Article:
Using location as an input to the presence system is a natural, but Ben is looking at other location-driven capabilities. For example, if we determine that the user is on the factory floor we might increase the ring volume of their mobile device. Similarly, if the user is in that noisy environment, the system might automatically convert their voicemail messages to text.

    Mobility is a key element in unified communications, and while much of the interest has centered on cellular or dual mode Wi-Fi/cellular solutions, there are still lots of workers for whom intra-premises mobility is all that's required. Any solution that will depend wholly or partially on WLAN voice can benefit from the insight that Polycom brings to the area.

  • 802.11e/Wi-Fi Multimedia Quality of Service: SpectraLink had developed one of the first QoS mechanisms for wireless LANs with their SpectraLink Voice Priority (SVP) capability, which was supported on a wide range of WLAN access points as well as on their handsets; Polycom refers to those compatible access points as VIEW certified. They are incorporating the standards-based approach in their designs, but at the moment there appear to be more handsets still using the SVP approach. Their new Polycom 8002 handset supports only the WMM option.

  • 802.11n Radio Link: While they are not anticipating an 802.11n handset for a year or more, that too will find its way into the product line. The problem with 802.11n has been the power requirement, which is a major issue for mobile handsets. Ben notes there is an 802.11n option for voice handsets that uses a single transmit chain, thereby reducing the power requirement. However, he points out that the major benefit of 802.11n will be the capacity increase it provides, but that increase is negligible if the device supports only one transmission chain.

    Voice Compression: One anomaly about WLAN voice is that it has failed to capitalize on one of the fundamental efficiency features in VoIP, voice compression. You might think that with the limited capacity available on WLANs, techniques that use those resources more efficiently would be a natural. However, Ben is seeing little uptake on compressed voice in WLANs. Here's why: G.729 can reduce the voice payload from 64 Kbps to 8 Kbps in each direction, but with the amount of overhead involved in WLAN voice, the resulting increase in the number of simultaneous voice calls handled is only about 15%.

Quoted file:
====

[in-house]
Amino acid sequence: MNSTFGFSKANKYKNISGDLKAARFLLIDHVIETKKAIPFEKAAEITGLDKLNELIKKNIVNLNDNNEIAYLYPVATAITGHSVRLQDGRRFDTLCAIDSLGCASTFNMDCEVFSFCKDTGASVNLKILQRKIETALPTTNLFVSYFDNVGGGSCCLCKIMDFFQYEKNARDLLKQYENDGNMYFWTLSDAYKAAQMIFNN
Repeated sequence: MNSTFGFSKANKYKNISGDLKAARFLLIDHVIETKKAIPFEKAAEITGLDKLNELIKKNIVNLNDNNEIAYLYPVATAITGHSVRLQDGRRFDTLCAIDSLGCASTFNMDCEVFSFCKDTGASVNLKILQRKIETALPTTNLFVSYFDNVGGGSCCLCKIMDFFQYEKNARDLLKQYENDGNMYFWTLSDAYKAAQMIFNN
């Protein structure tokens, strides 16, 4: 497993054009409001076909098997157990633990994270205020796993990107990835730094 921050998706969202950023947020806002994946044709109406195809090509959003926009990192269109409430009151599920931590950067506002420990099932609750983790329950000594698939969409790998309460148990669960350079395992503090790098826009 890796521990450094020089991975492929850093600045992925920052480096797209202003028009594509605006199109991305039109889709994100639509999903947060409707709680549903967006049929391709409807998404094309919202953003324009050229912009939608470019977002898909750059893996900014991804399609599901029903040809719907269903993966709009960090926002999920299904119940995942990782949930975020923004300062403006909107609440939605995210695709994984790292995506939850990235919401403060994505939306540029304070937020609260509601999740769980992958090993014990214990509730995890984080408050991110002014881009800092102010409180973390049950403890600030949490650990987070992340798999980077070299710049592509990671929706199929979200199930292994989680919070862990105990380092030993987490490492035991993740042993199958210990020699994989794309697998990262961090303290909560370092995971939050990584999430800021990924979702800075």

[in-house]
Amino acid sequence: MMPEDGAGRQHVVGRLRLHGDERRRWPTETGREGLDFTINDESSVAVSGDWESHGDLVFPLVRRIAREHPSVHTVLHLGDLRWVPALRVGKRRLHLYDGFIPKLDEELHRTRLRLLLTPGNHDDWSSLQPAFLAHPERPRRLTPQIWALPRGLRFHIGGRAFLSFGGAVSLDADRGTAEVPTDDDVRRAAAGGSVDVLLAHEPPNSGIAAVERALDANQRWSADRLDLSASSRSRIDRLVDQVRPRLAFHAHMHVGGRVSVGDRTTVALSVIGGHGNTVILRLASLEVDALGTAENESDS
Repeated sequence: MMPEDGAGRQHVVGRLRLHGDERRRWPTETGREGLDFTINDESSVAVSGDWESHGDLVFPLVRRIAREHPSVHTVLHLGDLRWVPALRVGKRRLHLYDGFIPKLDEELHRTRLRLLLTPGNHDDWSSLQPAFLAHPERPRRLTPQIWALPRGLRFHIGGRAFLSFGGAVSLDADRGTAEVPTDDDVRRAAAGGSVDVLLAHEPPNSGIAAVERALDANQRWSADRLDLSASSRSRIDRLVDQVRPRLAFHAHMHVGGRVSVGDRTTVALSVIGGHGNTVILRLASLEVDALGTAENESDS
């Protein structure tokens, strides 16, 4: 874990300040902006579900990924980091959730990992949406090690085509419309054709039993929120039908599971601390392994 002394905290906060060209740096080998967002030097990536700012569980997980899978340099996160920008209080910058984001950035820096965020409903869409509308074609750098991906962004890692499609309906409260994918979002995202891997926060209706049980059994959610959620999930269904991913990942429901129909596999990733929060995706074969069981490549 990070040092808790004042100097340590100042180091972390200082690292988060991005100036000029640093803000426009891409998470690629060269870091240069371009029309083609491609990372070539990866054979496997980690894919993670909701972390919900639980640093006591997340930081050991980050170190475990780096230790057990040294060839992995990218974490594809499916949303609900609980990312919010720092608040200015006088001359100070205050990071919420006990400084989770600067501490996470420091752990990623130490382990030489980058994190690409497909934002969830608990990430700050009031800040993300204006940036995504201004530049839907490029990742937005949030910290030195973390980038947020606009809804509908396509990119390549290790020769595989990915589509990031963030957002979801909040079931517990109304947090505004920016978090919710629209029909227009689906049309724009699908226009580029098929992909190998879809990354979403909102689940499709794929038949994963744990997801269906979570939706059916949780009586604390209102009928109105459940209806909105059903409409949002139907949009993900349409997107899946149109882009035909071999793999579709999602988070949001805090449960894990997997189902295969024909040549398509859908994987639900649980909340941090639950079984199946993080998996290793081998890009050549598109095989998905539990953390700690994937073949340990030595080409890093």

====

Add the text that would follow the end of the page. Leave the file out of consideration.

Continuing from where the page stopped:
Mobile UC: The mobilization of unified communications is an area where Ben sees some tremendous potential with VoWLAN technology. The industry wide migration to SIP is making it far easier for companies like Polycom to develop solutions that interoperate with any vendor's wired system. This also allows WLAN handsets to operate without the use of gateway devices that sit between the WLAN voice environment and the wired IP PBX network.

    He also sees a lot of synergy from integrating the location ability of WLAN devices with the presence server. WLAN location systems can resolve the user's location down to a few meters, and that information can be used to intuitively adjust their presence status. For example, if the WLAN can determine that a user is in a conference room, we might be able to change their status to "In meeting", or at least prompt them to determine if that is indeed their status. That same idea can be used when we determine that a user returns to their office. Few users will have the discipline to update their presence status manually, so location-driven solutions can add considerable value to presence.

    Using location as an input to the presence system is a natural, but Ben is looking at other location-driven capabilities. For example, if we determine that the user is on the factory floor we might increase the ring volume of their mobile device. Similarly, if the user is in that noisy environment, the system might automatically convert their voicemail messages to text.

    Mobility is a key element in unified communications, and while much of the interest has centered on cellular or dual mode Wi-Fi/cellular solutions, there are still lots of workers for whom intra-premises mobility is all that's required. Any solution that will depend wholly or partially on WLAN voice can benefit from the insight that Polycom brings to the area.

  • 802.11n Radio Link: While they are not anticipating an 802.11n handset for a year or more, that too will find its way into the product line. The problem with 802.11n has been the power requirement, which is a major issue for mobile handsets. Ben notes there is an 802.11n option for voice handsets that uses a single transmit chain, thereby reducing the power requirement. However, he points out that the major benefit of 802.11n will be the capacity increase it provides, but that increase is negligible if the device supports only one transmission chain.